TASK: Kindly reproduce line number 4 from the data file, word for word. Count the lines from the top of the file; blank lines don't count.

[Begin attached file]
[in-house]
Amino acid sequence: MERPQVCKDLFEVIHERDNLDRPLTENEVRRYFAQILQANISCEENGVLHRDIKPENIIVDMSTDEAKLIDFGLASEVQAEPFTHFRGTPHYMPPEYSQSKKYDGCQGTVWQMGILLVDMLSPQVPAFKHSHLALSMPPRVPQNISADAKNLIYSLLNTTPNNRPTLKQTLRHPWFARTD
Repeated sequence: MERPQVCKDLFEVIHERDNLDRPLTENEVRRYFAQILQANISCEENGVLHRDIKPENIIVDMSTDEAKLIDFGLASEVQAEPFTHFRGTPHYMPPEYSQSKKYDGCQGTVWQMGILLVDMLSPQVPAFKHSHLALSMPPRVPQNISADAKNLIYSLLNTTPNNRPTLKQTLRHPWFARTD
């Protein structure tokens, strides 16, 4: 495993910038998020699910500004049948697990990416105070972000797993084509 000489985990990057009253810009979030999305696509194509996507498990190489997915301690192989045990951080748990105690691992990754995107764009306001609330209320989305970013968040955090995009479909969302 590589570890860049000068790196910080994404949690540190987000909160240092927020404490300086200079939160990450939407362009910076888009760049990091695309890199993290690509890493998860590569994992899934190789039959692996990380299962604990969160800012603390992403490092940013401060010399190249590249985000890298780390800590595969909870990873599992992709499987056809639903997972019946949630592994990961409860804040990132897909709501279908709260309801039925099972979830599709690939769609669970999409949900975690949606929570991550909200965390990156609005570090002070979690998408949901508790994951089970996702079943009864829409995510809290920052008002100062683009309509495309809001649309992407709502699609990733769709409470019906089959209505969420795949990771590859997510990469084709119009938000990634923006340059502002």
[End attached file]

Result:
């Protein structure tokens, strides 16, 4: 495993910038998020699910500004049948697990990416105070972000797993084509 000489985990990057009253810009979030999305696509194509996507498990190489997915301690192989045990951080748990105690691992990754995107764009306001609330209320989305970013968040955090995009479909969302 590589570890860049000068790196910080994404949690540190987000909160240092927020404490300086200079939160990450939407362009910076888009760049990091695309890199993290690509890493998860590569994992899934190789039959692996990380299962604990969160800012603390992403490092940013401060010399190249590249985000890298780390800590595969909870990873599992992709499987056809639903997972019946949630592994990961409860804040990132897909709501279908709260309801039925099972979830599709690939769609669970999409949900975690949606929570991550909200965390990156609005570090002070979690998408949901508790994951089970996702079943009864829409995510809290920052008002100062683009309509495309809001649309992407709502699609990733769709409470019906089959209505969420795949990771590859997510990469084709119009938000990634923006340059502002």